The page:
For those of you who are also urban gardeners, what are you going and what is your greatest success story so far?

Related Posts with Thumbnails

{ 1 trackback }

A Merlot Tasting Dinner to Celebrate Columbia Crest’s Mobile Site Launch
August 30, 2010 at 12:35 am

{ 9 comments… read them below or add one }

Elina August 4, 2010 at 8:15 am

Thanks for the shout out 🙂 Your tomatoes look gorgeous – well done! 😀
And that pizza is definitely a winner. I find that working with phyllo is not easy but the results sure are amazing. I’m tempted to use the leftover dough in the same exact way – it’s too tasty not to 😉

Reply

Kelly August 4, 2010 at 1:48 pm

Elina – You are very welcome. Thank you for turning me on to the recipe. I’m wondering if the brand if Phyllo or the temperture makes a difference. I used the Fillo Factory’s dough and defrosted it for a couple of days in the refrigerator. I removed the sheets I needed and kept them damp under a wet towel and found I had the easiest time ever with the dough. Not sure what made a difference but it was definitely easy!

Brandi – Sorry to hear about that. I honestly thought I was doing terribly until I started weighing out the tomatoes and seeing how many I really got. I think I lucked out because my back porch is very sunny. There is also an overhang available so if it gets TOO rainy I move the plants underneath it. That said, I thought they were goners because recently when we had a rain storm there was probably about 2 inches of water sitting atop the soil in each planter. That’s what I get for not drilling holes in the bottom. Next year. I was out there with a turkey baster sucking out all the excess water.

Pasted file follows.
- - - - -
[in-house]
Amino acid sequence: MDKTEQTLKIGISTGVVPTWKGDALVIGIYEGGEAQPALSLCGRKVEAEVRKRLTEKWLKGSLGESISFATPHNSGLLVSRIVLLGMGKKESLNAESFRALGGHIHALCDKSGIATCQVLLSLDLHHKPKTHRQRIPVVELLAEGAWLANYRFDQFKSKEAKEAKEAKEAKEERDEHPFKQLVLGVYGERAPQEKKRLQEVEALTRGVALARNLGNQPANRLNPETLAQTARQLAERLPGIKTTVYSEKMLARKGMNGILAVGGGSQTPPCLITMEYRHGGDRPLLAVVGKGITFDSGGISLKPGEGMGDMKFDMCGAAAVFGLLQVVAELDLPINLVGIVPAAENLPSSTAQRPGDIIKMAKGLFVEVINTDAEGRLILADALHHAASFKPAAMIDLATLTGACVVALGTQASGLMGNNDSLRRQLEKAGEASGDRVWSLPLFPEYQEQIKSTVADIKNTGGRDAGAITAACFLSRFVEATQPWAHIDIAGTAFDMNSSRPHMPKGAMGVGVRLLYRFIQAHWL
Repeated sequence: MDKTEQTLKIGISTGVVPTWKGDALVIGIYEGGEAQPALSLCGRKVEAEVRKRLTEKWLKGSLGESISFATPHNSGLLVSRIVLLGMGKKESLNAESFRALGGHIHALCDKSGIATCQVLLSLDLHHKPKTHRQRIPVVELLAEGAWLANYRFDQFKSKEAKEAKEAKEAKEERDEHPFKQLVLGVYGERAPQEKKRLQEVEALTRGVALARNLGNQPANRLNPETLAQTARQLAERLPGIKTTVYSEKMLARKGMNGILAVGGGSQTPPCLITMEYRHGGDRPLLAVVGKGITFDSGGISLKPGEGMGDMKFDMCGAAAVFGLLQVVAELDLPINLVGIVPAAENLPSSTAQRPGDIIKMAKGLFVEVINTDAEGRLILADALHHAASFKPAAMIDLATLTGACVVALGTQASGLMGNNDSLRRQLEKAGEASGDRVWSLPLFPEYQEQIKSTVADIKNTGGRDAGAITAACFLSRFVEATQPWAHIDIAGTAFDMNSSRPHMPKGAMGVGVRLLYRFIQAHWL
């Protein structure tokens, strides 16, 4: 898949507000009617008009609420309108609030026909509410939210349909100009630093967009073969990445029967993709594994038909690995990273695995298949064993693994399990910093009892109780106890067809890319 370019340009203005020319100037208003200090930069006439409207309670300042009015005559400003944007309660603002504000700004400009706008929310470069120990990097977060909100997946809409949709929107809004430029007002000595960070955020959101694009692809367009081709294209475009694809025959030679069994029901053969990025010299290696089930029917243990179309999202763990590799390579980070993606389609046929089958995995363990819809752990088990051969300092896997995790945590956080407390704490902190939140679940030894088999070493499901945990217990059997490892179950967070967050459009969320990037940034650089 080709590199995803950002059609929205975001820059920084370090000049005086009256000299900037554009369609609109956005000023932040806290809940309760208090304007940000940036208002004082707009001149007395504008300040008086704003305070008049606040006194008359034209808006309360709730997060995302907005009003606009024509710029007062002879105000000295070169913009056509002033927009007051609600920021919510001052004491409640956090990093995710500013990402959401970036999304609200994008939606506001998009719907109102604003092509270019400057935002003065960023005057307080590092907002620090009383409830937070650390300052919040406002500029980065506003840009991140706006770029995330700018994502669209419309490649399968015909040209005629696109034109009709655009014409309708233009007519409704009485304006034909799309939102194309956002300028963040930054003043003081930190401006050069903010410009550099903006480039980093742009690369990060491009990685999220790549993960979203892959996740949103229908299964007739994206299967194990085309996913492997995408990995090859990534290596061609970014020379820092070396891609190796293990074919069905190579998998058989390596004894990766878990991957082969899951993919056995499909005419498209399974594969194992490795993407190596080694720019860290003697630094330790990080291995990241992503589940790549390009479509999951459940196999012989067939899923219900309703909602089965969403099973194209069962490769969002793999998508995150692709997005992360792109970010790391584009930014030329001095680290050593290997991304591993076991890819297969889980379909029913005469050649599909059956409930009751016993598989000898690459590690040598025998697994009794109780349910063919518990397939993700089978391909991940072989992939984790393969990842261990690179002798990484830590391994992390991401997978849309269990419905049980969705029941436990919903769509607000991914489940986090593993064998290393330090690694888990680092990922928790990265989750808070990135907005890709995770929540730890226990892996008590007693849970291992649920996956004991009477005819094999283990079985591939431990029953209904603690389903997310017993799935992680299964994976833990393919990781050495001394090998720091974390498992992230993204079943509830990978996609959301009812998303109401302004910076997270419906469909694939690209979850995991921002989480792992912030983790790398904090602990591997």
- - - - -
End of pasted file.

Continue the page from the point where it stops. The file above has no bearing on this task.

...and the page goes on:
Reply

brandi August 4, 2010 at 8:44 am

Wow, you’re having much better luck with tomatoes than we are! I live in a rural area, but we probably have one of the smallest gardens around 🙂 Most of our yard is one big hill, so we only have one semi-flat spot to plant. But our tomatoes aren’t doing very well this year – it’s been too hot and we haven’t had enough rain. We have a bunch of tomatoes that are green, so I just hope they start turning soon!

Reply

The Duo Dishes August 4, 2010 at 3:58 pm

This is so rewarding. If only we had more room really grow the gardens we’d like to have. Lucky you! And your phyllo pizza is just the way to use them up!

Reply

Kelly August 5, 2010 at 11:59 am

Duo Dishes – Trust me, I’m very appreciative of my outdoor space. I didn’t have any in Boston, so now I am all about maximizing it.

Reply

UrMomCooks August 5, 2010 at 1:18 pm

Congrats on your success with tomatoes! I have never been happy with my results… So I find myself hunting them down at farmers markets because they are a must-have this time of year! The recipe looks lovely! Thanx!

Reply

Kelly August 5, 2010 at 1:57 pm

UrMomCooks – Thank you. I’d like to claim it was some kind of gardening proweress, but like most things I do I’m kind of making it up as I go along. That said, my herbs look absolutely terrible. So funny since they are supposed to be foolproof. :-/

Reply

Cara August 5, 2010 at 9:44 pm

oh boy – if I added up all the money we spent on supplies to build just 2 small raised beds and the soil to fill them, nevermind the plants we bought, we’d no doubt be a failing business! I did have one good tomato to eat today though. glad your plants are doing well 🙂

Reply

Hannah August 9, 2010 at 5:15 pm

Oh, such beautiful tomatoes! Any day now, mine should be ripening… Thanks for the inspiration, I’m already brimming with ideas on how to use them all!

Reply

Leave a Comment

Previous post:

Next post: